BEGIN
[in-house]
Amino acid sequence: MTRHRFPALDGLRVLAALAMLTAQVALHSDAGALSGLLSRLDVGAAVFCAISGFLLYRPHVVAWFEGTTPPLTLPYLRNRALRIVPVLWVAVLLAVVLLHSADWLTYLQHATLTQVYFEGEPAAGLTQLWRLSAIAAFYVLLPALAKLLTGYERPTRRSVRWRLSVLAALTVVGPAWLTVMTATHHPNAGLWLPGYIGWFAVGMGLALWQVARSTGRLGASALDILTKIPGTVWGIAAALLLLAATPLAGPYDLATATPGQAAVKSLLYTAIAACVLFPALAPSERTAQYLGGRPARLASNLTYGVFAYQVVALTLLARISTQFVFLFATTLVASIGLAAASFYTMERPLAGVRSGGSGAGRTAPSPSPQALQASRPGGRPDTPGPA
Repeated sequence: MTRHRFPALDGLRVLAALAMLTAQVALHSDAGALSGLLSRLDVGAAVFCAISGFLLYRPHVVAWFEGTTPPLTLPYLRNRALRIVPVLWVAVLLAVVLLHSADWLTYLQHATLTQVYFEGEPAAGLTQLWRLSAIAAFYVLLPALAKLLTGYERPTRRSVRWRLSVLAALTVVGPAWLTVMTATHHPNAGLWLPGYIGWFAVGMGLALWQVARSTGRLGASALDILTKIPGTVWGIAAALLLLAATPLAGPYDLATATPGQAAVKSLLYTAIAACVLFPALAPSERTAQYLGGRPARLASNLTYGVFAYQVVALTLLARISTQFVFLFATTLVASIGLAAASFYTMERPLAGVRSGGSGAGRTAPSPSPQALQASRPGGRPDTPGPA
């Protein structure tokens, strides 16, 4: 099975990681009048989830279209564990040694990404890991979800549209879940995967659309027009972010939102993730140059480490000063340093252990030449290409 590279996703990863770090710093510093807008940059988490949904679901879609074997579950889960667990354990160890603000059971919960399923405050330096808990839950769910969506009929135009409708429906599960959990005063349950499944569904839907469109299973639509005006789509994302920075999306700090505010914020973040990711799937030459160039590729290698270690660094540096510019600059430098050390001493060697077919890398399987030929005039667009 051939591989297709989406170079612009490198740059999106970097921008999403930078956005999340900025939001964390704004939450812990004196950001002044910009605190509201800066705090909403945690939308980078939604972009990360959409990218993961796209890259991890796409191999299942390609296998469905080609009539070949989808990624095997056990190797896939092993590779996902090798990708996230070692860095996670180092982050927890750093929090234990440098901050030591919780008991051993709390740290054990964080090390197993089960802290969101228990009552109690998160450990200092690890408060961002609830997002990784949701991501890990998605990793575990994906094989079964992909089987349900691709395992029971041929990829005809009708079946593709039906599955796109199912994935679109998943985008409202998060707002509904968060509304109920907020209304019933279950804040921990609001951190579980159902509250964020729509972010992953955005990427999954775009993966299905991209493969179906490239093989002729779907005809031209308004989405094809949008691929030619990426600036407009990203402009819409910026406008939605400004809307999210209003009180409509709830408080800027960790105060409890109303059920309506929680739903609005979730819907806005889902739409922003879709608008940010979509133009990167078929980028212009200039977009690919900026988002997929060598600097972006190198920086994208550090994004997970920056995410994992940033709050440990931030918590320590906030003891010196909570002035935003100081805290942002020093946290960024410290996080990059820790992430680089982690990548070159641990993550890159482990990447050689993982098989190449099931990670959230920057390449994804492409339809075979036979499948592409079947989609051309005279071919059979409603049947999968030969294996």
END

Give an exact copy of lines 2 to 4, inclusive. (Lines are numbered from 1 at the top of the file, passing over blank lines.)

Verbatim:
Amino acid sequence: MTRHRFPALDGLRVLAALAMLTAQVALHSDAGALSGLLSRLDVGAAVFCAISGFLLYRPHVVAWFEGTTPPLTLPYLRNRALRIVPVLWVAVLLAVVLLHSADWLTYLQHATLTQVYFEGEPAAGLTQLWRLSAIAAFYVLLPALAKLLTGYERPTRRSVRWRLSVLAALTVVGPAWLTVMTATHHPNAGLWLPGYIGWFAVGMGLALWQVARSTGRLGASALDILTKIPGTVWGIAAALLLLAATPLAGPYDLATATPGQAAVKSLLYTAIAACVLFPALAPSERTAQYLGGRPARLASNLTYGVFAYQVVALTLLARISTQFVFLFATTLVASIGLAAASFYTMERPLAGVRSGGSGAGRTAPSPSPQALQASRPGGRPDTPGPA
Repeated sequence: MTRHRFPALDGLRVLAALAMLTAQVALHSDAGALSGLLSRLDVGAAVFCAISGFLLYRPHVVAWFEGTTPPLTLPYLRNRALRIVPVLWVAVLLAVVLLHSADWLTYLQHATLTQVYFEGEPAAGLTQLWRLSAIAAFYVLLPALAKLLTGYERPTRRSVRWRLSVLAALTVVGPAWLTVMTATHHPNAGLWLPGYIGWFAVGMGLALWQVARSTGRLGASALDILTKIPGTVWGIAAALLLLAATPLAGPYDLATATPGQAAVKSLLYTAIAACVLFPALAPSERTAQYLGGRPARLASNLTYGVFAYQVVALTLLARISTQFVFLFATTLVASIGLAAASFYTMERPLAGVRSGGSGAGRTAPSPSPQALQASRPGGRPDTPGPA
């Protein structure tokens, strides 16, 4: 099975990681009048989830279209564990040694990404890991979800549209879940995967659309027009972010939102993730140059480490000063340093252990030449290409 590279996703990863770090710093510093807008940059988490949904679901879609074997579950889960667990354990160890603000059971919960399923405050330096808990839950769910969506009929135009409708429906599960959990005063349950499944569904839907469109299973639509005006789509994302920075999306700090505010914020973040990711799937030459160039590729290698270690660094540096510019600059430098050390001493060697077919890398399987030929005039667009 051939591989297709989406170079612009490198740059999106970097921008999403930078956005999340900025939001964390704004939450812990004196950001002044910009605190509201800066705090909403945690939308980078939604972009990360959409990218993961796209890259991890796409191999299942390609296998469905080609009539070949989808990624095997056990190797896939092993590779996902090798990708996230070692860095996670180092982050927890750093929090234990440098901050030591919780008991051993709390740290054990964080090390197993089960802290969101228990009552109690998160450990200092690890408060961002609830997002990784949701991501890990998605990793575990994906094989079964992909089987349900691709395992029971041929990829005809009708079946593709039906599955796109199912994935679109998943985008409202998060707002509904968060509304109920907020209304019933279950804040921990609001951190579980159902509250964020729509972010992953955005990427999954775009993966299905991209493969179906490239093989002729779907005809031209308004989405094809949008691929030619990426600036407009990203402009819409910026406008939605400004809307999210209003009180409509709830408080800027960790105060409890109303059920309506929680739903609005979730819907806005889902739409922003879709608008940010979509133009990167078929980028212009200039977009690919900026988002997929060598600097972006190198920086994208550090994004997970920056995410994992940033709050440990931030918590320590906030003891010196909570002035935003100081805290942002020093946290960024410290996080990059820790992430680089982690990548070159641990993550890159482990990447050689993982098989190449099931990670959230920057390449994804492409339809075979036979499948592409079947989609051309005279071919059979409603049947999968030969294996």